I can’t count the number of students at Southern Vermont College (SVC), which is sadly failing now under current leadership and set to close unless miraculously saved (something for which I have been fighting), who said to me “I was told I was not college material.” Talk about not needing a certificate of failure. And many of the students we accepted back then at SVC had profiles that would have suggested that college was not in their future, let alone graduation. Indeed, the SVC Mountaineer Scholar Program, remarkable in so many respects though undermined of late sadly through mission drift at SVC, aimed to enroll students most thought would “never make it” in higher education. Some had projected graduation rates of under 9%; they too graduated.
There are many reasons that students have failed along the educational pipeline. Poor schools, poor teachers, fiscally underfunded schools, lack of parental support (or other adult support), cultural expectations and norms including few or no individuals believing in success. If you want to see this, view the movie Raising Bertie or the movie STEP. Surrounded by failure of every sort from food scarcity to parental absence, incarceration and addiction to homelessness, many of today’s college students have not experienced success. They have lived lives filled with failures.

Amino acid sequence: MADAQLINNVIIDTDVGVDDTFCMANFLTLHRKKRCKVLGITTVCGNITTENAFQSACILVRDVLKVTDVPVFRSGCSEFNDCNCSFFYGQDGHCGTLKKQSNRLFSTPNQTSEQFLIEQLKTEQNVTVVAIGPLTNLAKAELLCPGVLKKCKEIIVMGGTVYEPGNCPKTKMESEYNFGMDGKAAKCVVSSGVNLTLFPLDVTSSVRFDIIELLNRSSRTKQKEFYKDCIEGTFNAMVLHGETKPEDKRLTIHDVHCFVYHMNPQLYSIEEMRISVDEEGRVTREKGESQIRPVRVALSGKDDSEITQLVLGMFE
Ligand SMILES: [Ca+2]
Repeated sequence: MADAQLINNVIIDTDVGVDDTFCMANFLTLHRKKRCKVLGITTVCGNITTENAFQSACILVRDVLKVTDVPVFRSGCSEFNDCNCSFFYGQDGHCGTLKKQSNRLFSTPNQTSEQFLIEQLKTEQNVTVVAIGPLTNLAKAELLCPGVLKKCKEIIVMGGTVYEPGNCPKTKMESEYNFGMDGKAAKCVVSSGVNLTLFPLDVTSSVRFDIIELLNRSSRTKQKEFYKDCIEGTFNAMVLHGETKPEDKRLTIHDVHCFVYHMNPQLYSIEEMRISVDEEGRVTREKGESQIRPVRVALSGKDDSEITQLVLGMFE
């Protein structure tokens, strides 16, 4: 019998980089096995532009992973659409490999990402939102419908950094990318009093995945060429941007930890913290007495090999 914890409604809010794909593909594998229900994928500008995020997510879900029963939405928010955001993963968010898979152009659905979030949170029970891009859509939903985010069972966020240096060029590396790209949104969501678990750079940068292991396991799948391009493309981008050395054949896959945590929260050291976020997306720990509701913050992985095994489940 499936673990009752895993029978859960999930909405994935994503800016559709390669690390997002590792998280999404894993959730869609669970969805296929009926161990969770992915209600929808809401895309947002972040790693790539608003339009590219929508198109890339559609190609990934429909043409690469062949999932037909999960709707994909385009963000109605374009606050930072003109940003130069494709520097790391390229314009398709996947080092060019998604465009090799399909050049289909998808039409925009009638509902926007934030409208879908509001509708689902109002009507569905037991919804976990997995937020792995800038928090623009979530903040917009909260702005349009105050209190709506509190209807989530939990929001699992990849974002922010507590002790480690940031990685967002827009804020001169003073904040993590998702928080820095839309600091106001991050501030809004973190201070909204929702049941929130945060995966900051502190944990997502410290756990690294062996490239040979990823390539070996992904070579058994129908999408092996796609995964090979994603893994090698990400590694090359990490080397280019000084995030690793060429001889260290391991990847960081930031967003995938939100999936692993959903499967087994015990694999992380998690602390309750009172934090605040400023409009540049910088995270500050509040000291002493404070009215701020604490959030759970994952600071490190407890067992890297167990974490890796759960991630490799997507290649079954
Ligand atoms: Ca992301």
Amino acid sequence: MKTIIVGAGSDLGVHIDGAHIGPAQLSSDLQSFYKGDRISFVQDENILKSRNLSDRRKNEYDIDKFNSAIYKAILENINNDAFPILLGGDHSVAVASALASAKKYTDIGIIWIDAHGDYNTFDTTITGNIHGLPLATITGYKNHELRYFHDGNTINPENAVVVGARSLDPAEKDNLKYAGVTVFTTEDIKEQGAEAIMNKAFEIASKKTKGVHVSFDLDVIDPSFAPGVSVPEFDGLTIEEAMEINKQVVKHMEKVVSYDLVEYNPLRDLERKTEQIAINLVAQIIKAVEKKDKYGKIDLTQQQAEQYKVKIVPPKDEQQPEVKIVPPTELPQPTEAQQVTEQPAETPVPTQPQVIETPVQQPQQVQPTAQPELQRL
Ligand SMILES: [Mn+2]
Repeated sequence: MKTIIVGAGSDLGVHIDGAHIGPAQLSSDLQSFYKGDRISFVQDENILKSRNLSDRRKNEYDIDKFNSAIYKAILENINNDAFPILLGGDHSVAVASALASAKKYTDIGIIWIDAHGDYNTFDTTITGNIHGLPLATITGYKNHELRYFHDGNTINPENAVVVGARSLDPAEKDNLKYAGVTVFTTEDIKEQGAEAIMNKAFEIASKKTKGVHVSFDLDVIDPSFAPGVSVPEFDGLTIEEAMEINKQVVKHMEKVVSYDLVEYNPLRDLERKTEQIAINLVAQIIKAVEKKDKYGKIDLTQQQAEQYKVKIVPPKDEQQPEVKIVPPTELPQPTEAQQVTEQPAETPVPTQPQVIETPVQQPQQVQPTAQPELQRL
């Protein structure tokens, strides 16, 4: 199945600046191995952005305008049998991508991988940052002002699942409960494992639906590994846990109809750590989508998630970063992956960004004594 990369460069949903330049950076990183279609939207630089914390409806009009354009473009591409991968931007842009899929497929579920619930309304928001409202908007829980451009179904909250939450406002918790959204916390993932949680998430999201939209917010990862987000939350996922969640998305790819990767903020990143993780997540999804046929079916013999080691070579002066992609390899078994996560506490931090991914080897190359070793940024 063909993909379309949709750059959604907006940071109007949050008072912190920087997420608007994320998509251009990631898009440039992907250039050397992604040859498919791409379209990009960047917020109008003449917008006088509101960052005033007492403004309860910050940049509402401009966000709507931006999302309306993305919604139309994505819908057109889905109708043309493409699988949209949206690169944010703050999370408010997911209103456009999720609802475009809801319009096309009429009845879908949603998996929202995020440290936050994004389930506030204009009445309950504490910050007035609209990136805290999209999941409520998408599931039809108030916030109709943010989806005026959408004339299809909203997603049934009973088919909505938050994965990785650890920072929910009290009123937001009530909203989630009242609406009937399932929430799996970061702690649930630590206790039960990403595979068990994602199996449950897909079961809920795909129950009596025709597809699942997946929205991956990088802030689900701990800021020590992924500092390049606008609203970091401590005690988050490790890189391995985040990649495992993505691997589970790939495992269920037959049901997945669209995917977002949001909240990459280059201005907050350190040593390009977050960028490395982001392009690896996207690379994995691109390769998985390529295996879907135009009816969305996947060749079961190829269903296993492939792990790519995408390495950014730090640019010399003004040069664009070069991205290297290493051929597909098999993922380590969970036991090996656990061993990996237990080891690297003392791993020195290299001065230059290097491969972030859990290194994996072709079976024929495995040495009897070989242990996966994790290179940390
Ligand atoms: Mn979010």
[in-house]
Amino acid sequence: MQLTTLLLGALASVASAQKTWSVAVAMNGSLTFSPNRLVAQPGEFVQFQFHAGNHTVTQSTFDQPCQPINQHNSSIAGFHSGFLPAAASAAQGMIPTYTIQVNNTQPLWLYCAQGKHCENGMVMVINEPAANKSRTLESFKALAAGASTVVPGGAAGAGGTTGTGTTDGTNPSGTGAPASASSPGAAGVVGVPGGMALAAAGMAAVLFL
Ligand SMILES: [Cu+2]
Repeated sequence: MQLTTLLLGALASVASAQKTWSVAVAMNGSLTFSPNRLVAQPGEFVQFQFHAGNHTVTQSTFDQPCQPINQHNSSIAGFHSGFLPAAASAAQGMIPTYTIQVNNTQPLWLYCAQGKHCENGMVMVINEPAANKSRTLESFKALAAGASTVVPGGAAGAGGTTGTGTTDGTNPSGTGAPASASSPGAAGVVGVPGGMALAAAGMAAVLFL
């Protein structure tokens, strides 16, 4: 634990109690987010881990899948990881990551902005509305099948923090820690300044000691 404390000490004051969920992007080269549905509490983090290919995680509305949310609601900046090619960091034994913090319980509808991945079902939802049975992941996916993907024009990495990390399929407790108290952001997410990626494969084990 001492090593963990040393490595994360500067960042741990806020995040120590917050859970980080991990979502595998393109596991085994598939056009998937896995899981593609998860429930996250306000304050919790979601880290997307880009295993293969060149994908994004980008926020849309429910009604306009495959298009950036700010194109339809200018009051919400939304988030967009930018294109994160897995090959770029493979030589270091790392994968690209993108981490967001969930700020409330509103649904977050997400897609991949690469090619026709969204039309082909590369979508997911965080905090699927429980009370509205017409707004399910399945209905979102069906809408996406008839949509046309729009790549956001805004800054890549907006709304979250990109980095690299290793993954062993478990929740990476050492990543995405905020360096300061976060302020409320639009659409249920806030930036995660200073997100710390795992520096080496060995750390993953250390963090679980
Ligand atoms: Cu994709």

These students don’t need lessons in failure; they need lessons in success and their capacity—remarkable capacity—to succeed.